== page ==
Dog controls

Information about dog controls, aggressive dogs and controlled breeds

Dog controls

Whilst the majority of dog owners are responsible, unfortunately a minority still fail to pick up dog waste and allow their pets to run out of control.

Please see our 'Dogs Public Space Protection Order' document for full details.

The Order contains a number of measures to enable us to address this irresponsible behaviour – including requirements for:

  • owners to pick up after their dog
  • owners to place any out of control dog on a lead if requested
  • dogs to be on a lead in a public cemetery, churchyard or graveyard, ornamental or formal gardens open to the public, or in any council owned car parks or allotments
  • No persons shall walk or exercise more than six dogs, at any one time, and no more than three shall be walked or exercised off-lead or on an extended lead (longer than 2 metres) at any one time
  • dogs not to be present on any formal sports pitch or enclosed children’s play area
  • between 1 October and 31 March, dogs not to be present on or near land used as a High Tide Roosting Sites for overwintering birds
  • between 1 May and 30 September, dogs not to be present on Croyde or Combe Martin beaches
  • dogs to be on a lead in certain locations in Braunton Burrows at certain times of year
  • no persons shall walk or exercise their dog other than in accordance with requirements of a temporary restriction which is clearly marked and adequately notified

Dog owners who do not adhere to these controls could attract a Fixed Penalty Notice of £100, or prosecution.

Dogs out of control

A 2014 amendment to the Dangerous Dogs Act makes the legislation applicable to public and private areas. Chasing, barking and jumping, any behaviour that results in the person feeling as though they are in danger is a breach of the act.

North Devon Council has legal powers to:

  • mount a prosecution where someone allows a dog to be dangerously out of control (dog on dog attack)
  • deal with specially controlled breeds

The police have similar powers, in particular, where a dog attacks a person or livestock.

You are obliged to keep your dog under control. 'Dangerously out of control' does not mean that the dog has to bite someone. It includes a dog that is considered to be acting in a threatening manner.

Conviction for breaching the Dangerous Dogs Act can result in fines of up to £2,000 and/or six months imprisonment and a sentence of up to:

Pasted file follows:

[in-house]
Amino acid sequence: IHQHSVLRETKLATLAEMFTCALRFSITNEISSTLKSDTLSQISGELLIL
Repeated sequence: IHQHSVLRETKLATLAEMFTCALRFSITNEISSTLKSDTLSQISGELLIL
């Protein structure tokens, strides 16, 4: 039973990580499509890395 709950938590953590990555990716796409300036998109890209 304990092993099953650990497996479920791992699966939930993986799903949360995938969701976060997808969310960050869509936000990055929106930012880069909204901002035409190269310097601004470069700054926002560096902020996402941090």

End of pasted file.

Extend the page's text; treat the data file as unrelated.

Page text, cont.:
• five years imprisonment if someone is hurt
  • 14 years imprisonment if the victim dies
  • 3 years imprisonment for an attack on a service dog

The courts can also place a court order on the dog, restrict the owner’s future ability to keep dogs or order the destruction of the dog.

If a dog does cause injury and the case is proven in court, the dog will be destroyed, with maximum penalties for the owner of two years in prison and/or an unlimited fine.

Controlled breeds

Owners of certain breeds must carry a certificate of exemption allowing them to keep their dogs. These breeds are:

  • Pit Bull Terrier and Pit Bull Terrier types
  • Japanese Tosa
  • Dogo Angentino
  • Fila Braziliero
  • XL Bully types

If you are an owner of one of these breeds, you must be registered at your local police station.

The dog must also be:

  • microchipped
  • tattooed on the inner thigh (XL Bully types aren't required to be tattooed) 
  • covered by third party insurance
  • neutered

In addition, all controlled dogs must be muzzled and on a lead when in a public place and kept in the charge of a person over the age of 16.

If you do not have a certificate of exemption for a controlled breed, you are liable to have your dog seized by a police officer or the NDC's dog warden. A court case may then follow to establish whether you are in possession of an unregistered dog. If this is found to be the case, the court will likely order the dog to be destroyed and sentence you as the owner to six months in prison and/or a fine not exceeding £2,000.